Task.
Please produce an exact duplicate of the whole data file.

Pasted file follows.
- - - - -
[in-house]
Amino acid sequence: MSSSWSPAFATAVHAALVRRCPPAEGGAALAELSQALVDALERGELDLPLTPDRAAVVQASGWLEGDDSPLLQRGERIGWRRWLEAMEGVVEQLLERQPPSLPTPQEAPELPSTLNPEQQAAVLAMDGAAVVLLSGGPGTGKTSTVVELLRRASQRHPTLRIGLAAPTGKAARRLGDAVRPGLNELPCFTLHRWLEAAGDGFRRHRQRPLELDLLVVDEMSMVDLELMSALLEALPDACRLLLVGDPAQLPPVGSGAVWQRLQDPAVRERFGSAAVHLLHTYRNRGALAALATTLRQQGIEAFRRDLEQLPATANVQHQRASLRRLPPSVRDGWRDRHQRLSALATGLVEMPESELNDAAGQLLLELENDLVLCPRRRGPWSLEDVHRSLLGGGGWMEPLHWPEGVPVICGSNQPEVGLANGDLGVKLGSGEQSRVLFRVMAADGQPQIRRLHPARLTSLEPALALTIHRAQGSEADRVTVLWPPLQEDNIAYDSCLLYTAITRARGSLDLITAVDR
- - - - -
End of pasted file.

[in-house]
Amino acid sequence: MSSSWSPAFATAVHAALVRRCPPAEGGAALAELSQALVDALERGELDLPLTPDRAAVVQASGWLEGDDSPLLQRGERIGWRRWLEAMEGVVEQLLERQPPSLPTPQEAPELPSTLNPEQQAAVLAMDGAAVVLLSGGPGTGKTSTVVELLRRASQRHPTLRIGLAAPTGKAARRLGDAVRPGLNELPCFTLHRWLEAAGDGFRRHRQRPLELDLLVVDEMSMVDLELMSALLEALPDACRLLLVGDPAQLPPVGSGAVWQRLQDPAVRERFGSAAVHLLHTYRNRGALAALATTLRQQGIEAFRRDLEQLPATANVQHQRASLRRLPPSVRDGWRDRHQRLSALATGLVEMPESELNDAAGQLLLELENDLVLCPRRRGPWSLEDVHRSLLGGGGWMEPLHWPEGVPVICGSNQPEVGLANGDLGVKLGSGEQSRVLFRVMAADGQPQIRRLHPARLTSLEPALALTIHRAQGSEADRVTVLWPPLQEDNIAYDSCLLYTAITRARGSLDLITAVDR